Based on an account in the “Voce di Padre Pio,” January 1996, page 46.

View my Catholic books on Padre Pio and others Here.

Thursday, January 17, 2019

Padre Pio Appears in Bilocation to Pope Pius XI

By the mid 1920's there was a concerted effort by Padre Pio's enemies, including even his own bishop, to bring his ministry to a halt. False stories, rumors and accusations had reached the highest levels in the Vatican itself. As a consequence, in 1923 the Congregation of the Holy Office issued a public decree declaring that there was nothing supernatural in the ministry of Padre Pio, and therefore the faithful should act accordingly. In other words, the stigmata, miracles, cures, bilocation and conversions were not acknowledged by the Vatican. The Holy Office (now known as the Congregation for the Doctrine of the Faith), was responsible for the defense and promulgation of Catholic Doctrine.

Notwithstanding the decree, crowds continued to besiege the monastery, spurred on by the many who had been recipients of Padre Pio's charismatic gifts. Thus, in 1924 a new decree was issued, in which the Vatican repeated that nothing supernatural has been exhibited by Padre Pio, and the Holy Office again exhorted the faithful to abide by its decision. By 1925 many restrictions on his priesthood had been established, putting limitations on the length of his Mass, on his confessional, and his conversations with others. In addition, he could no longer correspond by letter with anyone, and was prohibited from seeing his long-time spiritual director.

This isolation of Padre Pio still did not satisfy his opponents, whose ultimate goal was to have him suspended entirely of his priestly ministry a divinis by Pope Pius XI. They swamped the Holy Office with calumnies and accusations, and its Secretary, Cardinal Merry Del Val, convinced the Pope that such a suspension was necessary. However, two high-ranking cardinals were avid supporters of Padre Pio: they were the Secretary of State Cardinal Gasparri, and Cardinal Sili, Prefect of the Tribunal of the Apostolic Signatura – the highest court of the Church. Hoping to achieve a consensus on the suspension, Pope Pius convoked a special, secret meeting to discuss the case of Padre Pio.
Pope Pius XI

Present at the meeting with the Pope were the above-mentioned cardinals as well as five other cardinal “inquisitors” from the Holy Office. The discussion soon became heated due to the energetic defense of Padre Pio by his two supporters. However, the others remained firm in their opposition to him. The Pope appeared ready to decide in favor of the suspension a divinis, when suddenly there occurred “the most amazing charismatic episode that can be found in the lives of the saints.”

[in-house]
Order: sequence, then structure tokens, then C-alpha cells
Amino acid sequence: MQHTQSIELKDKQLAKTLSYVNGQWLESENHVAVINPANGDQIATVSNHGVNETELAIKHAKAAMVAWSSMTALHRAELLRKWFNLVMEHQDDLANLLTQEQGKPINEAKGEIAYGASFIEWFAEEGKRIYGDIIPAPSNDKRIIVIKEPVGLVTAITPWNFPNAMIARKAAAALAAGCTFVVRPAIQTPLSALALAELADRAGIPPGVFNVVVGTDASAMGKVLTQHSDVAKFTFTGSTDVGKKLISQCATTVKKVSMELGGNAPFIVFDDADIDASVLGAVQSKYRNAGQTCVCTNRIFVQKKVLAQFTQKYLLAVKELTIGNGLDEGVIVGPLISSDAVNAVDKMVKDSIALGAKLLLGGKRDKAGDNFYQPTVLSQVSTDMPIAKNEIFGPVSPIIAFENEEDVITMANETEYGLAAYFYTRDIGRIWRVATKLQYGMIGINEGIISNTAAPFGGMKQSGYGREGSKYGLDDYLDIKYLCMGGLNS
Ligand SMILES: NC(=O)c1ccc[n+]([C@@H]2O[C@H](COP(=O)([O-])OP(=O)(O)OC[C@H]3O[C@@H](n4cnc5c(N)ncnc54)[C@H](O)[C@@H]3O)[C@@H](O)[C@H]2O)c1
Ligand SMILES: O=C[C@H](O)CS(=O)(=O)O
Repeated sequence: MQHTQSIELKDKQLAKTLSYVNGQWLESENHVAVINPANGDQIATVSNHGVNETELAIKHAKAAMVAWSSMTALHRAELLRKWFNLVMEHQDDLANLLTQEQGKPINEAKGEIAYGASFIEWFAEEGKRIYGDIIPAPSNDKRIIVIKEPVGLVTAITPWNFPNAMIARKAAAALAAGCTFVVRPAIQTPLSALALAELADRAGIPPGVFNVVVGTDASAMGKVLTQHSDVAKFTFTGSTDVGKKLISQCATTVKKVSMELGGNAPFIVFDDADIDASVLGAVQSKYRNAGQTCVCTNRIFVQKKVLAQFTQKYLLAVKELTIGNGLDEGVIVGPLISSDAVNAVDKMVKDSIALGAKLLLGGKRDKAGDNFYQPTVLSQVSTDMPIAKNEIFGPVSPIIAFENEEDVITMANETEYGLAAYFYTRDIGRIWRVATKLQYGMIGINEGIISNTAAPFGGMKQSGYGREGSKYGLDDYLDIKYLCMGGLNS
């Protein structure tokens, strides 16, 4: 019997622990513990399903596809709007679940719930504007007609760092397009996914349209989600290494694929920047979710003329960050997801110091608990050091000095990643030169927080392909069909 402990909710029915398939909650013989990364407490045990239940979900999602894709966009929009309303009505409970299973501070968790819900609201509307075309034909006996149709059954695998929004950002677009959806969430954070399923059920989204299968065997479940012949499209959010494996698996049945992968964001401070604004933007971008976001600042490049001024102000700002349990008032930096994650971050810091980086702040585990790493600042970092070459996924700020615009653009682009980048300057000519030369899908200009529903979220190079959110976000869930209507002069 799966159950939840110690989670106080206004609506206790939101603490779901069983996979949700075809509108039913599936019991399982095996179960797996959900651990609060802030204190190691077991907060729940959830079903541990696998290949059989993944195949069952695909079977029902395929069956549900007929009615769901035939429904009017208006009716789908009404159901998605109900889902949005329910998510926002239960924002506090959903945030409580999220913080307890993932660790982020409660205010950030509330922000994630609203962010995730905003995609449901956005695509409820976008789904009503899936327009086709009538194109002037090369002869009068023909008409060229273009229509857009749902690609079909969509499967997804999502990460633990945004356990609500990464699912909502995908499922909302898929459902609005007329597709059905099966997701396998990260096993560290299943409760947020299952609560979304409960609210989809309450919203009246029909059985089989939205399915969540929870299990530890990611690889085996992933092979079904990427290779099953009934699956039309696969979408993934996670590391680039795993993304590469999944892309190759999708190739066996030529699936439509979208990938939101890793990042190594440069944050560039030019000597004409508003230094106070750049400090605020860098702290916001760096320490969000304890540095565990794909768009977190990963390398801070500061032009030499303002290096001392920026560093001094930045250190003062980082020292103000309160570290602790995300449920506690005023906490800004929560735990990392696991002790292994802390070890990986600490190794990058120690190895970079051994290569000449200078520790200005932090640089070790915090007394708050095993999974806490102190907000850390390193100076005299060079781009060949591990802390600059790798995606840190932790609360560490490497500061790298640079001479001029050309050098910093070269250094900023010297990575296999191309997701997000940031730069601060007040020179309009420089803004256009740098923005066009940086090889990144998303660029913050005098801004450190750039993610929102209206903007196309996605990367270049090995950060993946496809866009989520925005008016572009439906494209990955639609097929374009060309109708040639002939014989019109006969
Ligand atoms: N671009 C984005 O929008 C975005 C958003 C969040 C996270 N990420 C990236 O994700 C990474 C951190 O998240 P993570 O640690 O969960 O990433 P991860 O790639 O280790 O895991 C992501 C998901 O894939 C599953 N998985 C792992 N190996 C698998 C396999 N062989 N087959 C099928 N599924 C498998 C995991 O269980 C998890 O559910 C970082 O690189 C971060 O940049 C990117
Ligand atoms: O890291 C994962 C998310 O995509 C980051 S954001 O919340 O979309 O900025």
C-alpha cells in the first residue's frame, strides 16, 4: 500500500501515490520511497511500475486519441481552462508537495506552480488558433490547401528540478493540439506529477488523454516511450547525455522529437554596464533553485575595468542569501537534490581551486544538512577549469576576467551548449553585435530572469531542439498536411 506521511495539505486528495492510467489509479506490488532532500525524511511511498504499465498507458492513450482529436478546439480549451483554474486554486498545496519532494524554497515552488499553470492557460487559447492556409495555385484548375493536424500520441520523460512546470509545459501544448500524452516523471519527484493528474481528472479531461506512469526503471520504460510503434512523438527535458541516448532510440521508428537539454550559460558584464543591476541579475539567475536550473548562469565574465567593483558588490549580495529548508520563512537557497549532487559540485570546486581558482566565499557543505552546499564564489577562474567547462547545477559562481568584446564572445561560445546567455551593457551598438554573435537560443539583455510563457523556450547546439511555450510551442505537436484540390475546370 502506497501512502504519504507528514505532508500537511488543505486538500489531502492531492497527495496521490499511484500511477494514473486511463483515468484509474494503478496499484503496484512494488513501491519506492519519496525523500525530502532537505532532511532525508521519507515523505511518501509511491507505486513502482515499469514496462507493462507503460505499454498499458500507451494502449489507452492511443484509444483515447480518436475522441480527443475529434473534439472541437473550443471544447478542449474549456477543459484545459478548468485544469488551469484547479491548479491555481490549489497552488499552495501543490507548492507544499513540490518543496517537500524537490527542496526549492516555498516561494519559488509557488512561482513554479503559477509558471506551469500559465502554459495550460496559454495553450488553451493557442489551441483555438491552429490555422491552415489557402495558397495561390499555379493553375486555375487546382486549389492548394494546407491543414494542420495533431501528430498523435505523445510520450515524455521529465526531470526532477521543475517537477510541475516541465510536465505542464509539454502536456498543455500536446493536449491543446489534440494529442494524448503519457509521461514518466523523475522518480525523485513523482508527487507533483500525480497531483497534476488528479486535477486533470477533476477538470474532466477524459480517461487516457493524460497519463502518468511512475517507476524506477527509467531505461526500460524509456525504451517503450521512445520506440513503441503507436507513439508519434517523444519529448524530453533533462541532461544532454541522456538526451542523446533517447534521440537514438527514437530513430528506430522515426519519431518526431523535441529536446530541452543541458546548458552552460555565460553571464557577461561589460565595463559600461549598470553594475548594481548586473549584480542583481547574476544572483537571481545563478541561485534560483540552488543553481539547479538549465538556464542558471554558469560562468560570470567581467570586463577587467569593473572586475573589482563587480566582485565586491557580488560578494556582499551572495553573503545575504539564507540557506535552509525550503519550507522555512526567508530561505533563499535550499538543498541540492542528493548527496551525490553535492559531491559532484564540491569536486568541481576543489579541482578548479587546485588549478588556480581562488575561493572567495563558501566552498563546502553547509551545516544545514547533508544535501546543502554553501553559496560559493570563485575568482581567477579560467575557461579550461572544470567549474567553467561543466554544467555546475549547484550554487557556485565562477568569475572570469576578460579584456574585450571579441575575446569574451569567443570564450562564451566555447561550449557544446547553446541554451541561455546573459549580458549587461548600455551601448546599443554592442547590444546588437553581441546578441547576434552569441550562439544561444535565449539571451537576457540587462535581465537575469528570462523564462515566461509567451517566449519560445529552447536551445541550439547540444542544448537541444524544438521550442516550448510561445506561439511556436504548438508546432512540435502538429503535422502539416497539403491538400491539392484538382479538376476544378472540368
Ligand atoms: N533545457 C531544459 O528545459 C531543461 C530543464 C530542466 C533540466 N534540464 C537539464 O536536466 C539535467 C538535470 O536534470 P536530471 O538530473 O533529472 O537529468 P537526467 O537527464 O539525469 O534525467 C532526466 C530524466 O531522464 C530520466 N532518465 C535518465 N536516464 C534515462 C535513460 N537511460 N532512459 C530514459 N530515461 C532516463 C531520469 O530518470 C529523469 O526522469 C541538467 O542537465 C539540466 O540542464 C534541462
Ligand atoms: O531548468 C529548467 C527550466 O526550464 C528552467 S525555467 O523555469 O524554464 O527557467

The door to the meeting room opened, and a young Capuchin friar entered. The attendees were bewildered and shocked, since not only was he uninvited, but Swiss guards were supposedly protecting the entranceway. The monk had his hands hidden in the sleeves of his habit, and he seemed to walk with a slight limp. Before anyone could stop or interrogate him, he came directly towards the Pope. When he reached the Holy Father, he kneeled before him and kissed his feet. Then he pronounced these words: “Your Holiness, for the good of the Church do not permit this to occur.” Kissing once again the feet of the Pontiff, he asked for his blessing, arose and left the room.

Just as soon as he departed, all the cardinals, recovering from their amazement, became very agitated. Some of them exited the room to demand from the guards why they had let this monk enter, in spite of the strict prohibitions against visitors. The surprised guards marveled at this, and said that they had not even seen any friar. The cardinals re-entered the room, and the Holy Father, having intuited what must have occurred, immediately suspended the meeting. He commanded them not to speak about the incident. However, with great solicitude he ordered Cardinal Sili to travel to San Giovanni Rotondo. The cardinal was to interrogate the Father Guardian of the Convent as to where Padre Pio was on that day and time, and what he was doing.
St. Pio of PIetrelcina
The sister-in-law of Cardinal Sili, the Countess Virginia Salviucci Sili, was a frequent visitor to San Giovanni, had confessed to Padre Pio, and had become one of his spiritual children. Aware of her devotion to the friar, the Cardinal invited her to accompany him on his mission, without telling her a word of what it was about. Upon their arrival at San Giovanni Rotondo, the Father Guardian told the cardinal that Padre Pio had not gone out of the friary that day, and at the time in question he was in the choir reciting the prayers of the daily Office.